|Index||2 reviews in total|
This episode focused on the achievements and person of Constantine gives a political interpretation of his religious choices and considers his adherence to Christianity as a political weapon to advance his rule and with it the interests of the Empire which he conceived as identical with those of his person.He eliminated through wars the rest of the imperial contenders, the pompous Maxentious in the battle of the Mulvian bridge where the above mentioned contenders military stratagem backfired as well as his former ally Licinious, who was also the husband of his sister. The latter, whom he had spared after defeat, he hired killers to kill as well as his son in his villa-there is a brilliant idea in the episode to show the assassination the same time with Constantine reciting to the bishops the articles of the Nicean Creed-a stark observation of the discrepancy between declaration of faith and actual practice. There is also the implication that he was behind the assassination of his wife. This laudable man who was made a saint by the Eastern Orthodox Church was nevertheless very shrewd politically and the tone of the episode justifies his actions and legacy.The rather neutral actor that plays him is a good choice, since being poker-faced becomes an autocrat.
The best thing that can be said about these next two episodes is that
they recreate the props and sets superbly. There are very few movies
that take place in this time (I can't think of any except Agora and a
cheap peplum from the '60s) and so it's very nice to see these costumes
being lived in. The appearance of Rome and the army changed drastically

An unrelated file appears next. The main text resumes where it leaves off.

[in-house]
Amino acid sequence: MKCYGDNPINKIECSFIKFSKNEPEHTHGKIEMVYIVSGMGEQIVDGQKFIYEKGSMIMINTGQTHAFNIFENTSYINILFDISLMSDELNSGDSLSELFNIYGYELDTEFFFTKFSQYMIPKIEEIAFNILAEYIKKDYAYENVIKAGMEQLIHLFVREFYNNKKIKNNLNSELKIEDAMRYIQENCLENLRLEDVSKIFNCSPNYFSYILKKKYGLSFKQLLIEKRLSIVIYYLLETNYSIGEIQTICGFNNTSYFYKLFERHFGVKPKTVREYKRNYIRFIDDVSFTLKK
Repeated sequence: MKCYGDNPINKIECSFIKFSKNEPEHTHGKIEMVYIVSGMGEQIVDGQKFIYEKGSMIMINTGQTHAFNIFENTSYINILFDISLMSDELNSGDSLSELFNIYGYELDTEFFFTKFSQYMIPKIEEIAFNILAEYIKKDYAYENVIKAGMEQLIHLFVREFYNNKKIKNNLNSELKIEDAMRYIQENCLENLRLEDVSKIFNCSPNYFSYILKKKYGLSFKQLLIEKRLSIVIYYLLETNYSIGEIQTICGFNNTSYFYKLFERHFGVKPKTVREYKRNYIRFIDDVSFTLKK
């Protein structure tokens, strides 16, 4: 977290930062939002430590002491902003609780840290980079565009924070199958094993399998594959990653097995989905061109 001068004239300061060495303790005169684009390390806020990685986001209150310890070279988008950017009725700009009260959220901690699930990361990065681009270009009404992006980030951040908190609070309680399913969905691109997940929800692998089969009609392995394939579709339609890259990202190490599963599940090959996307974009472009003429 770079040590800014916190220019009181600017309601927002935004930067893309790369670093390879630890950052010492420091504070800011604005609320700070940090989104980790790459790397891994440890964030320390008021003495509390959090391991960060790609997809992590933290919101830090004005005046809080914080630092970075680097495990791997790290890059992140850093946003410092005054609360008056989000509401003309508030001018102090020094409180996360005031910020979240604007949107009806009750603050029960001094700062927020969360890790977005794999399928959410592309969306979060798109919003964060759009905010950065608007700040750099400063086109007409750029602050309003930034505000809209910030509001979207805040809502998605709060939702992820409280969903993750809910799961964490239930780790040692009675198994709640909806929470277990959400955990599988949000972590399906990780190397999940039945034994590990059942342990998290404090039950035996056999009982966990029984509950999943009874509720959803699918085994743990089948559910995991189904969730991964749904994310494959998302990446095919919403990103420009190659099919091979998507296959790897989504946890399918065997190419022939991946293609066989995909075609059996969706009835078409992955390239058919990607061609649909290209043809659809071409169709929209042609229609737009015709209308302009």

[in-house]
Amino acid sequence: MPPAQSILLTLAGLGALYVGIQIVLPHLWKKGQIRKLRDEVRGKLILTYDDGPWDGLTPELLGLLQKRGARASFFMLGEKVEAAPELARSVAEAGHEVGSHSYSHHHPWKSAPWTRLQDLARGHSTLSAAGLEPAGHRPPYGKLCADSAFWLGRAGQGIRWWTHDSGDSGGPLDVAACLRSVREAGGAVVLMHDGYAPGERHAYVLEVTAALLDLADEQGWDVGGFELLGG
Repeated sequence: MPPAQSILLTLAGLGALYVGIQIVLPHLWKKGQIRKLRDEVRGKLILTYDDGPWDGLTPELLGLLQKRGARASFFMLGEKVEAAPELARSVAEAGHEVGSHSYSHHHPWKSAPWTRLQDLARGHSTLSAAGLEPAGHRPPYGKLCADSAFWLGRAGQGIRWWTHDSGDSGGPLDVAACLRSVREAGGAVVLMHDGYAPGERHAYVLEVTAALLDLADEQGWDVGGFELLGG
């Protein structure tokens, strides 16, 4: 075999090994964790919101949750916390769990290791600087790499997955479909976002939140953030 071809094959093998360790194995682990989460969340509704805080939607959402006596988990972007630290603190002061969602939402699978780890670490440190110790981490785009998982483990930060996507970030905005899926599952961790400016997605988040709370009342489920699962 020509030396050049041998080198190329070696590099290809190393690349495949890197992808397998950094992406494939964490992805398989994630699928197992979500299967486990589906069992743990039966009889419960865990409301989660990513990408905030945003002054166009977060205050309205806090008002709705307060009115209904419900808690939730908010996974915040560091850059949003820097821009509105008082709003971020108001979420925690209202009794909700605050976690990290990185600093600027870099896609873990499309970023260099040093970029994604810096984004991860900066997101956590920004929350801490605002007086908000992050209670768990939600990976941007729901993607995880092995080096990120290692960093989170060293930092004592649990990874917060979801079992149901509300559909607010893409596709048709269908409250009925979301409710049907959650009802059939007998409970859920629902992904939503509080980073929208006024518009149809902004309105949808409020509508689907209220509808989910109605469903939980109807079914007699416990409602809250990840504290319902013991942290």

from the Republic and early Empire which what is always being shown on
screen. The clothing became more ornate and the armor just...
different. It actually looks a lot more medieval than Roman at times.
So if nothing else, it is wonderful to see this world recreated for
once. Pretty accurately too, although the budget means that some of the
ornate costumes look cheaper than they should. This episode has some
great battle scenes too. We get to see the Battle of the Milvian Bridge
on screen. Even though the number of extras is pretty low (and they
tend to reuse marching scenes from previous episodes, they get some
good use out of them.
This episode isn't too bad. Apart from the usual docudrama problems it works fairly well. It's about Constantine the Great, the first Christian emperor. As such it deals with a lot of religious issues that are of necessity simplified. Constantine often gets a bad rap nowadays. I think that it's probably more to do with what he represents than who he was. He wasn't really any better or worse than any of his fellow emperors but people expect men with Christian ideals to live up to them more and those who aren't religious dislike him for making Christianity the dominant religion in Europe. This episode falls into that trap too, giving a great deal of fuss over Constantine's killing of his rival emperors and their children. True, one of them was his nephew but plenty of Emperors felt the need to wipe out their close relatives due to the threat they posed. Constantine killed his own son for that matter, though they don't cover that in here. On the whole though, it's actually a fairly sympathetic portrayal of Constantine. He's portrayed as power-hungry and untrustworthy but that's emperors for you. You don't get to be the most powerful man in Rome by being a nice guy. He certainly comes off no worse than his rivals, only smarter. He is portrayed as being sincerely religious and generally moody and reserved. I'm not sure I'd consider that accurate in either particular, but it does give him some personality. This episode pays a lot of attention to the women in his life too. Not sure why they chose Constantine for that but it doesn't work too badly. I do wish that they'd chosen an actor who looked a little bit more like Constantine though. He has one of the most recognizable heads of all the Roman Emperors, but they didn't even match his haircut.
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